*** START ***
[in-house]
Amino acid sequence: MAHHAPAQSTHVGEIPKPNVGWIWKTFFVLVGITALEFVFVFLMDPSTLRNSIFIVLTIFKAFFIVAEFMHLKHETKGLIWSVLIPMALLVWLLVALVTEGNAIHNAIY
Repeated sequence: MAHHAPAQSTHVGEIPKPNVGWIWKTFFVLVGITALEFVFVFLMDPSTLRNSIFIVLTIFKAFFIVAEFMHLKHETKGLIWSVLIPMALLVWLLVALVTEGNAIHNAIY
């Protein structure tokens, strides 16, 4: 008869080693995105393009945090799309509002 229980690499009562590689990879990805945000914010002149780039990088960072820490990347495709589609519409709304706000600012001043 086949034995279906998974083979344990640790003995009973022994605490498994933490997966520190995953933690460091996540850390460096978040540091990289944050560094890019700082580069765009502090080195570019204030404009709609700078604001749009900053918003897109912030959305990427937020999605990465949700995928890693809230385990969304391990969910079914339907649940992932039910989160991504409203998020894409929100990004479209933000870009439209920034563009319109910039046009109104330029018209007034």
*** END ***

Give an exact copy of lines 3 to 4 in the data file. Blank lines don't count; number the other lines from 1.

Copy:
Repeated sequence: MAHHAPAQSTHVGEIPKPNVGWIWKTFFVLVGITALEFVFVFLMDPSTLRNSIFIVLTIFKAFFIVAEFMHLKHETKGLIWSVLIPMALLVWLLVALVTEGNAIHNAIY
């Protein structure tokens, strides 16, 4: 008869080693995105393009945090799309509002 229980690499009562590689990879990805945000914010002149780039990088960072820490990347495709589609519409709304706000600012001043 086949034995279906998974083979344990640790003995009973022994605490498994933490997966520190995953933690460091996540850390460096978040540091990289944050560094890019700082580069765009502090080195570019204030404009709609700078604001749009900053918003897109912030959305990427937020999605990465949700995928890693809230385990969304391990969910079914339907649940992932039910989160991504409203998020894409929100990004479209933000870009439209920034563009319109910039046009109104330029018209007034």